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HOME> Expert Assessments>Hazards Outlook

U.S. Hazards Outlook - Made July 22, 2016

 Days 3-7Days 8-14Prob. Days 8-14
Precipitation No HazardsNot Available
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Categorical Outlooks
Experimental Probabilistic Outlooks (Information)

Valid Monday July 25, 2016 to Friday August 05, 2016

US Hazards Outlook
NWS Climate Prediction Center College Park MD
300 PM EDT July 22 2016

Synopsis: A surface low and its trailing cold front are forecast to progress across the east-central U.S. early in the period. A stationary front is expected to extend across the Missouri River Valley from July 25 to 28. An area of upper-level high pressure is forecast to strengthen over the western U.S. during the next week, while an area of upper-level low pressure persists over mainland Alaska through at least the end of July. During Week-2, upper-level high pressure is expected to remain anchored along the 35th parallel.

Hazards Detailed Summary

For Monday July 25 - Friday July 29: Excessive heat is expected to persist across parts of the mid-Atlantic through Monday, July 25. Maximum heat index values are forecast to be near or above 105 degrees F in the outlined area for excessive heat on the map. Excessive heat is expected to ease after Monday, July 25 as 500-hpa heights decrease slightly across the east-central U.S.

An upper-level ridge is forecast to amplify across the western U.S. during the next week. Much above-normal temperatures, with maximum temperatures averaging around 10 degrees F above-normal, are expected to expand north from California and Nevada to eastern Washington and Oregon from July 25 to 29.

Shortwave troughs embedded within increasing northwest flow aloft and a stationary front is likely to result in the development of mesoscale convective systems (MCSs) across the north-central Great Plains, beginning on July 26. These MCSs are likely to bring periods of heavy rain (more than 1 inch per 24 hours) to parts of the Missouri and middle to upper Mississippi Valleys from July 26 to 28. Low predictability in timing and exact location precludes designation of a severe weather hazard across the central U.S. at this time.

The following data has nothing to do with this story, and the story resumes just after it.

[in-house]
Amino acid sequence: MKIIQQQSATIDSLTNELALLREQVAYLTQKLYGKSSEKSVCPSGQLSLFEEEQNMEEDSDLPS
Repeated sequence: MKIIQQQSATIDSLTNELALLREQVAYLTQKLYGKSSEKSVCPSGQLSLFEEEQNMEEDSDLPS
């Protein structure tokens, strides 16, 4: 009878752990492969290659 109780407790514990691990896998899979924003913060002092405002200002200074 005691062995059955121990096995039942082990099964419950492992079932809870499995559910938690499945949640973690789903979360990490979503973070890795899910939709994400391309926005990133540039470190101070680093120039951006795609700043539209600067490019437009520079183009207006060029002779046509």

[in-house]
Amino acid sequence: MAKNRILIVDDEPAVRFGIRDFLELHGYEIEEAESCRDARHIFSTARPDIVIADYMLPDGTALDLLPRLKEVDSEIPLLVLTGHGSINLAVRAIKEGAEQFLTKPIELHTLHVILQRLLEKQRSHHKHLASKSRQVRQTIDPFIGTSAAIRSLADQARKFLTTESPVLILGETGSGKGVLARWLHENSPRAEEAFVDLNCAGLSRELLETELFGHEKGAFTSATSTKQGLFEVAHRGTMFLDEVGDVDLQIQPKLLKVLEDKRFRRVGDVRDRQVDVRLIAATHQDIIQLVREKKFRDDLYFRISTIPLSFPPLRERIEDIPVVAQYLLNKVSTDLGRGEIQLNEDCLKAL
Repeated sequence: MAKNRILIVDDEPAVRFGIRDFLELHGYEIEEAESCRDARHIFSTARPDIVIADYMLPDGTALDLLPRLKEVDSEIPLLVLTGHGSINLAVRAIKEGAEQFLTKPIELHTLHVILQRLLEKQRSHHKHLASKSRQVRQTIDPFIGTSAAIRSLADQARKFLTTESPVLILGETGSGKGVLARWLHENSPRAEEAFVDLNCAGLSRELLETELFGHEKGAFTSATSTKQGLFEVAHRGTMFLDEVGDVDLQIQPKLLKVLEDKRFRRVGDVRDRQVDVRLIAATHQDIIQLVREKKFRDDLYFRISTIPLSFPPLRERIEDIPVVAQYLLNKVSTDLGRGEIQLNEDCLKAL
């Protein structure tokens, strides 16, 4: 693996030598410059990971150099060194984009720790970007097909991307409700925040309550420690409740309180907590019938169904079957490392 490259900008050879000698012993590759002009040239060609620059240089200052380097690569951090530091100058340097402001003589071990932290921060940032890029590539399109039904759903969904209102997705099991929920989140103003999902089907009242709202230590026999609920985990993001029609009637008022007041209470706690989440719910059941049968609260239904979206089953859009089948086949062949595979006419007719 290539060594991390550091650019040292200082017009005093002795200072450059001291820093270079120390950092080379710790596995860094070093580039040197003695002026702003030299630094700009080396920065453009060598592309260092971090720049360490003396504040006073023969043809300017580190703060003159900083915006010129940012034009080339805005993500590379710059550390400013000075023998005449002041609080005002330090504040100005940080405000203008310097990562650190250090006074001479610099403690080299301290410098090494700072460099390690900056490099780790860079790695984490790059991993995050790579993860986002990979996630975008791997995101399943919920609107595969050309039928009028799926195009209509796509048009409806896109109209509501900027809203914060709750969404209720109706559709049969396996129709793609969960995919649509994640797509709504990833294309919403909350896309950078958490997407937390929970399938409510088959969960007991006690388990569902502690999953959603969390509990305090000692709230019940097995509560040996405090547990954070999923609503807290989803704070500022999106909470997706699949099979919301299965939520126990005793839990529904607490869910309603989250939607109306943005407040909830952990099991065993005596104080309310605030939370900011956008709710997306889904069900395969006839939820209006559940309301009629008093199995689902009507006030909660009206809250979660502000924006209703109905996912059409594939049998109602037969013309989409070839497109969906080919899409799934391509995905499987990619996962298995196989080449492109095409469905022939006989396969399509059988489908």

A steady increase in monsoon moisture is expected across the Southwest as the mid-level ridge axis shifts north and deep easterly flow becomes established. Tropical Storm Frank in the east Pacific is forecast to become a hurricane this weekend and track south of the Baja Peninsula. A northward shift in the track of Frank would also enhance low-level moisture across the desert Southwest. Although no heavy rain hazards are posted on the map, the risk for convection capable of triggering flash flooding seems to be increasing across the desert Southwest during the final week of July.

An amplifying upper-level trough coupled with onshore flow is expected to result in heavy rainfall (2 inches or more per 24 hours) across coastal southeast Alaska during this time period. Based on model guidance, heavy rain is most likely on July 25 and then again on the 28th and 29th.

Tropical Storm Darby in the central Pacific is forecast to affect the Hawaiian Islands this weekend with increased rainfall and winds. The predicted track takes Darby north of the Hawaiian Islands early next week. Please refer to the Central Pacific Hurricane Center (CPHC) at: http://www.prh.noaa.gov/cphc/ for the latest updates.

For Saturday July 30 - Friday August 05: The 6Z GFS and 0Z ECMWF ensemble means feature an amplified ridge near the West Coast. The amplified upper-level ridge continues to support a slight risk of much above-normal temperatures across much of the western U.S. from July 30 through August 1. A moderate risk of much-above normal temperatures is posted across parts of California, the Great Basin, and Pacific Northwest where the 6Z GFS ensemble mean indicates temperatures averaging more than 8 degrees F above-normal on July 30 and 31. Based on guidance from the GEFS reforecast tool, a slight risk of much above-normal temperatures is posted for parts of the mid-Atlantic and Southeast from July 30 to August 1.

According to the U.S. Drought Monitor (USDM), released on July 21, severe, or greater intensity, drought covers 5.68 percent of the U.S. Drought Monitor areas (including Alaska, Hawaii, and Puerto Rico), an increase of a half percent since the previous week. This increase is due to an expansion of short-term severe drought east of the Rockies.

Forecaster: Brad Pugh


Click here to see a display of the GFS Ensemble Forecasts

Please consult local NWS Forecast Offices for short range forecasts and region-specific information.